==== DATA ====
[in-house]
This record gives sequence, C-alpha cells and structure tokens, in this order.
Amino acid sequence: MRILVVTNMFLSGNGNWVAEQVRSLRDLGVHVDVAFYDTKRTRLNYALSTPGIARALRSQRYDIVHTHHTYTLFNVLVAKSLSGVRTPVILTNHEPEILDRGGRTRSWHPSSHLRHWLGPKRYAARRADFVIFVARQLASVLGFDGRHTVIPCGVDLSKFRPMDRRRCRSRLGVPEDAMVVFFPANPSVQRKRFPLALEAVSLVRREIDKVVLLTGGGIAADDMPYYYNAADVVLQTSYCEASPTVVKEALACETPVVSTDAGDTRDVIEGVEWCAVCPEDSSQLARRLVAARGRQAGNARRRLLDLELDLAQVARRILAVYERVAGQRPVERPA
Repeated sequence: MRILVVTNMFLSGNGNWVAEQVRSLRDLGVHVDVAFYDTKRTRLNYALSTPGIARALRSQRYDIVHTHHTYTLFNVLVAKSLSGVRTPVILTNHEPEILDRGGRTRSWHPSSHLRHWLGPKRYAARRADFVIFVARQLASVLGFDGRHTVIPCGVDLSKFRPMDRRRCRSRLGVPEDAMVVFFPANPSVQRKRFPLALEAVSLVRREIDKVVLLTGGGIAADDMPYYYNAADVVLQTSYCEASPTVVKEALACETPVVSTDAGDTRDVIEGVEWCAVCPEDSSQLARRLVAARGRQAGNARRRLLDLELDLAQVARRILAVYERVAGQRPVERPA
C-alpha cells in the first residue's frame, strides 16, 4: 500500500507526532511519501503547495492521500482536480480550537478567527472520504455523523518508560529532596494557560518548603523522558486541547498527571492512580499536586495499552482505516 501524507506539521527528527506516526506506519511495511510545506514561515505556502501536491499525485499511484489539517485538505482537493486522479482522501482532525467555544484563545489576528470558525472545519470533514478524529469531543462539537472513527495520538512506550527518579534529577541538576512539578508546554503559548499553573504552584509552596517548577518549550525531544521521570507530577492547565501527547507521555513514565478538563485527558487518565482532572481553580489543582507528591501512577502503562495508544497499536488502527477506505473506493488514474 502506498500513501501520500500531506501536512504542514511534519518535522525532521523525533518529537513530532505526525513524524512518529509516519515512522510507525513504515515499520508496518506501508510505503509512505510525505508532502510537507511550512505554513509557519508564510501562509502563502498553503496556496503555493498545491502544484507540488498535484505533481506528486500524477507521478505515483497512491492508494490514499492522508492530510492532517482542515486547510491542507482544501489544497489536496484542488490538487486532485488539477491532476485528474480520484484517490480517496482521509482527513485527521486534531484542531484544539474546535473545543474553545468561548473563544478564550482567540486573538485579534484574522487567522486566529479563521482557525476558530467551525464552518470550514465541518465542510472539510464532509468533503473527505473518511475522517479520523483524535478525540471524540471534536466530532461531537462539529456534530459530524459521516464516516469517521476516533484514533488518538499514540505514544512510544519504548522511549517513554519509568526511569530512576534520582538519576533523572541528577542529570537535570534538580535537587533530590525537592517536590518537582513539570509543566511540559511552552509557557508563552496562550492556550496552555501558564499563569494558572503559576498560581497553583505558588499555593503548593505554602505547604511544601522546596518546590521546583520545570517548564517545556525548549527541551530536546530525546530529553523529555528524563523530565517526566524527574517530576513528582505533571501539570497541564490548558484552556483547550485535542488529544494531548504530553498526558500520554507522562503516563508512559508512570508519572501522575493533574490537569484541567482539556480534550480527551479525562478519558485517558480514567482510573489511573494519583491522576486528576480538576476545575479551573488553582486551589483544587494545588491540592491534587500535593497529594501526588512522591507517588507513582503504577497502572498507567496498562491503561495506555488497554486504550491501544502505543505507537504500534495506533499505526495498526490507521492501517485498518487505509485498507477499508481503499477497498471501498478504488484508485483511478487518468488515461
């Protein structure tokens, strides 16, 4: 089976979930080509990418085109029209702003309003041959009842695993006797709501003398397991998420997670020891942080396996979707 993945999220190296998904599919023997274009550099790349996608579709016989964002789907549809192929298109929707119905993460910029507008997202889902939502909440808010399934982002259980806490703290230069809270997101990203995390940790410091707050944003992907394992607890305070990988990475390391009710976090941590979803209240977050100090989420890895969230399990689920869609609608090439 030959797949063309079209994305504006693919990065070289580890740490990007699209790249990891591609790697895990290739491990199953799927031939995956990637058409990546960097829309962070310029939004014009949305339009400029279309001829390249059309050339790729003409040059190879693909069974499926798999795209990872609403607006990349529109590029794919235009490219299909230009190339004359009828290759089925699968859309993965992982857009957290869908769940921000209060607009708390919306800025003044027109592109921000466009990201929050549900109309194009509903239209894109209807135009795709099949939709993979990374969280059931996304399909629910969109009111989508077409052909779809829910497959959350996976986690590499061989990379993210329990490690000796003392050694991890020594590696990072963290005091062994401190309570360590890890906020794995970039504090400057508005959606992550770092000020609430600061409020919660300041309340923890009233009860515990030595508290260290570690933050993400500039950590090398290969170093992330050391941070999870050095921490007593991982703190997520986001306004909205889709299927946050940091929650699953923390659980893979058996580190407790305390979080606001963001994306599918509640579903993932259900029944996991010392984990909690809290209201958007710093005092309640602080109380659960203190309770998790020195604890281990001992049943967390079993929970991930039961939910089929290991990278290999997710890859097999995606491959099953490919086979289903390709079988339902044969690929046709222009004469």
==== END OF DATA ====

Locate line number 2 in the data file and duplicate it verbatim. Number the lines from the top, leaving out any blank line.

This record gives sequence, C-alpha cells and structure tokens, in this order.